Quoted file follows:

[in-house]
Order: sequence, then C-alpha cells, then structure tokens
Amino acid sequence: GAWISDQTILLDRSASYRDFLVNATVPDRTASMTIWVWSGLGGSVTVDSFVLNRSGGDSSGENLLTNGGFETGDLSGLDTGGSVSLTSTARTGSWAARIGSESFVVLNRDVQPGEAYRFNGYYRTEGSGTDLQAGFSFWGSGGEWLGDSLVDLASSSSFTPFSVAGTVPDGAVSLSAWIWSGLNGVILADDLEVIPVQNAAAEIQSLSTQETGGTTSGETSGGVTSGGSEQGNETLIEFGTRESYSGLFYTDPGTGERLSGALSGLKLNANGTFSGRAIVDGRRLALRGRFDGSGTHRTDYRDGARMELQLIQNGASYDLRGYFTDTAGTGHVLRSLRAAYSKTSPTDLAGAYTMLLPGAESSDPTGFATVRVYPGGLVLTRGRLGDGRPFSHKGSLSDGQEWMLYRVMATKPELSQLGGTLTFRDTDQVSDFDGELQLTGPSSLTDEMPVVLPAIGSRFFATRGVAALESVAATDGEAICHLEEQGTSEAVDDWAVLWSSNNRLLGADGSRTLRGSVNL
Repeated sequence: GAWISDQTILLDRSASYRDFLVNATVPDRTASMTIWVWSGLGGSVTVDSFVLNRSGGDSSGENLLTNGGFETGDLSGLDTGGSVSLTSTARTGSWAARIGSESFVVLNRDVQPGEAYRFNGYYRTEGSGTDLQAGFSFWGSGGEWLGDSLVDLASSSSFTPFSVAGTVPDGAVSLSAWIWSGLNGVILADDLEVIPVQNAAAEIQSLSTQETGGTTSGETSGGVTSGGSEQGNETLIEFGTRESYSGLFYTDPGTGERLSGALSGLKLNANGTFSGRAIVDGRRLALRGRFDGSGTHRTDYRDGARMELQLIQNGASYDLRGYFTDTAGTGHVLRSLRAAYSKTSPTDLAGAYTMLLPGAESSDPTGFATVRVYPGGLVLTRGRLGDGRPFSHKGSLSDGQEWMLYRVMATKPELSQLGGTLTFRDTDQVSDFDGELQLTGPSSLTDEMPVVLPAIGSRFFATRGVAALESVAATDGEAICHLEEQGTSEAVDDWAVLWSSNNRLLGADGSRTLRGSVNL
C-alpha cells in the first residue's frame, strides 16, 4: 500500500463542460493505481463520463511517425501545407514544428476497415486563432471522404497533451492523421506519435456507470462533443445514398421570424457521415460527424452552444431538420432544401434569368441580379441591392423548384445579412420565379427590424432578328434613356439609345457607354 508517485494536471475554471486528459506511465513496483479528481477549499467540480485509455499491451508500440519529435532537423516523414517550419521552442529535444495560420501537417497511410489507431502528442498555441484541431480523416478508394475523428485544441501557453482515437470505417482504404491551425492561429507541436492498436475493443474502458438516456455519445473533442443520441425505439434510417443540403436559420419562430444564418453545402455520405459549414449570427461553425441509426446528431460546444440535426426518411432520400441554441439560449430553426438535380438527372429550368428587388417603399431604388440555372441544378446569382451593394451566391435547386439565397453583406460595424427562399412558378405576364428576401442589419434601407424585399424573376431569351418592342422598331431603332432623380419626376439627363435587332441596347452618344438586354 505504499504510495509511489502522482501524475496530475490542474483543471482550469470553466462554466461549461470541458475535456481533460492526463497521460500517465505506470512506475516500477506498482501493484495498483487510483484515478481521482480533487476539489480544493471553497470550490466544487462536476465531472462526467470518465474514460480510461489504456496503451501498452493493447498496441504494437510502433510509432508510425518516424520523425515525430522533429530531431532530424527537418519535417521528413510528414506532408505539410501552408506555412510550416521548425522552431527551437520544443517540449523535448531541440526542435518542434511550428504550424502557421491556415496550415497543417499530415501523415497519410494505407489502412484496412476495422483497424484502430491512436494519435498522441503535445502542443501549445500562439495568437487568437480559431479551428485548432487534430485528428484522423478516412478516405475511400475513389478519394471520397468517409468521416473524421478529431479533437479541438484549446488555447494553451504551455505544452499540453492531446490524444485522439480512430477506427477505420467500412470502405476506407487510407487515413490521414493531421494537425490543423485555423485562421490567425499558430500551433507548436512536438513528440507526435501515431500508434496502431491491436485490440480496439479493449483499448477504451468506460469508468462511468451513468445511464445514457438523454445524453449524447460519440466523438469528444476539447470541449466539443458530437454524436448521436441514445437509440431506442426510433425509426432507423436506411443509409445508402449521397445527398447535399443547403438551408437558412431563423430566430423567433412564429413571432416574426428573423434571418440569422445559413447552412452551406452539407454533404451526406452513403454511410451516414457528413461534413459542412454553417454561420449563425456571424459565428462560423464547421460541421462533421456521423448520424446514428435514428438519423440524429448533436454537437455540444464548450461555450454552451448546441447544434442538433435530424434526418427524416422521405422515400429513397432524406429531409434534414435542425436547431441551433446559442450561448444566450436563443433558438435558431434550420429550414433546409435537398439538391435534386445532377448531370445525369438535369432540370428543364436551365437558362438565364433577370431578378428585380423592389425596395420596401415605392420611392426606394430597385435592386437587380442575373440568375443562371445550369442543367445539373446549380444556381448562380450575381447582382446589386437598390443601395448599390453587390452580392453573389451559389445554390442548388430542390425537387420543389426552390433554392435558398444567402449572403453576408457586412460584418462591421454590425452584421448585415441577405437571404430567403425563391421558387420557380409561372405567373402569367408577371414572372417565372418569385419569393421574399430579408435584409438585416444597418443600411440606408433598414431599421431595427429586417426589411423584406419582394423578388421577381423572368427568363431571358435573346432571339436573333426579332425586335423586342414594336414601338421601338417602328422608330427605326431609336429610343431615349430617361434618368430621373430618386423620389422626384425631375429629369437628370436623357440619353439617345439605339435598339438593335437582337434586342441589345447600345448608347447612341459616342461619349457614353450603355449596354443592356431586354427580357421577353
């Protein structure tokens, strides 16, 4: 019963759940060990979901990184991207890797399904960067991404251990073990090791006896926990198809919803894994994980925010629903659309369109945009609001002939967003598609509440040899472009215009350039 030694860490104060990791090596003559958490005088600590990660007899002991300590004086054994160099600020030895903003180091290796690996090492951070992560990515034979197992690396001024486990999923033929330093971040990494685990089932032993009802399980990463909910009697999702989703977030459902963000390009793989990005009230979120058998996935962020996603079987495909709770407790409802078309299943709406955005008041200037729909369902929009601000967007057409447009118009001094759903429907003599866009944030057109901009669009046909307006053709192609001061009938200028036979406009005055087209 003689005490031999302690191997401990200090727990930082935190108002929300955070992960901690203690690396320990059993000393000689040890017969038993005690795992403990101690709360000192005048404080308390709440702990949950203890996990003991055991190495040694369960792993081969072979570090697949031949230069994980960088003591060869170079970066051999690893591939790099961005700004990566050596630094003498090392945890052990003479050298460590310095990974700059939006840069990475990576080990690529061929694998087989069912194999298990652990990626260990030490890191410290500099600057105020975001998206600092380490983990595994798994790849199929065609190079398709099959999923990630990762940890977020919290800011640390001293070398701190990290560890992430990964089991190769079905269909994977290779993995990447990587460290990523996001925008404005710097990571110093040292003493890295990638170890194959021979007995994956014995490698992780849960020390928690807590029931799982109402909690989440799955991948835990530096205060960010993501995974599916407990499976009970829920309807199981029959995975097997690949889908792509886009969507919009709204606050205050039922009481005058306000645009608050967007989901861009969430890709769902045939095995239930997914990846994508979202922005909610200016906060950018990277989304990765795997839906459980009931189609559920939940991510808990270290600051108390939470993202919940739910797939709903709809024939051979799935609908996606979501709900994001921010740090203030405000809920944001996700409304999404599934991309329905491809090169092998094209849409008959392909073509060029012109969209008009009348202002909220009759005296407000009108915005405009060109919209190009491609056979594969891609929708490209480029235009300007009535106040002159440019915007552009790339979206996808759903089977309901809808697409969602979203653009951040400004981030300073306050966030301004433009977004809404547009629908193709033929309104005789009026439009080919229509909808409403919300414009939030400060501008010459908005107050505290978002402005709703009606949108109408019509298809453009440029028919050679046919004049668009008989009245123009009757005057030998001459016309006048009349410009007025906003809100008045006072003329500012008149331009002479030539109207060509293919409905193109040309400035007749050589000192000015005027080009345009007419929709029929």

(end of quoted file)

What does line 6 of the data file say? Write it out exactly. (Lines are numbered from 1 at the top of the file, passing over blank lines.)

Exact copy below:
């Protein structure tokens, strides 16, 4: 019963759940060990979901990184991207890797399904960067991404251990073990090791006896926990198809919803894994994980925010629903659309369109945009609001002939967003598609509440040899472009215009350039 030694860490104060990791090596003559958490005088600590990660007899002991300590004086054994160099600020030895903003180091290796690996090492951070992560990515034979197992690396001024486990999923033929330093971040990494685990089932032993009802399980990463909910009697999702989703977030459902963000390009793989990005009230979120058998996935962020996603079987495909709770407790409802078309299943709406955005008041200037729909369902929009601000967007057409447009118009001094759903429907003599866009944030057109901009669009046909307006053709192609001061009938200028036979406009005055087209 003689005490031999302690191997401990200090727990930082935190108002929300955070992960901690203690690396320990059993000393000689040890017969038993005690795992403990101690709360000192005048404080308390709440702990949950203890996990003991055991190495040694369960792993081969072979570090697949031949230069994980960088003591060869170079970066051999690893591939790099961005700004990566050596630094003498090392945890052990003479050298460590310095990974700059939006840069990475990576080990690529061929694998087989069912194999298990652990990626260990030490890191410290500099600057105020975001998206600092380490983990595994798994790849199929065609190079398709099959999923990630990762940890977020919290800011640390001293070398701190990290560890992430990964089991190769079905269909994977290779993995990447990587460290990523996001925008404005710097990571110093040292003493890295990638170890194959021979007995994956014995490698992780849960020390928690807590029931799982109402909690989440799955991948835990530096205060960010993501995974599916407990499976009970829920309807199981029959995975097997690949889908792509886009969507919009709204606050205050039922009481005058306000645009608050967007989901861009969430890709769902045939095995239930997914990846994508979202922005909610200016906060950018990277989304990765795997839906459980009931189609559920939940991510808990270290600051108390939470993202919940739910797939709903709809024939051979799935609908996606979501709900994001921010740090203030405000809920944001996700409304999404599934991309329905491809090169092998094209849409008959392909073509060029012109969209008009009348202002909220009759005296407000009108915005405009060109919209190009491609056979594969891609929708490209480029235009300007009535106040002159440019915007552009790339979206996808759903089977309901809808697409969602979203653009951040400004981030300073306050966030301004433009977004809404547009629908193709033929309104005789009026439009080919229509909808409403919300414009939030400060501008010459908005107050505290978002402005709703009606949108109408019509298809453009440029028919050679046919004049668009008989009245123009009757005057030998001459016309006048009349410009007025906003809100008045006072003329500012008149331009002479030539109207060509293919409905193109040309400035007749050589000192000015005027080009345009007419929709029929």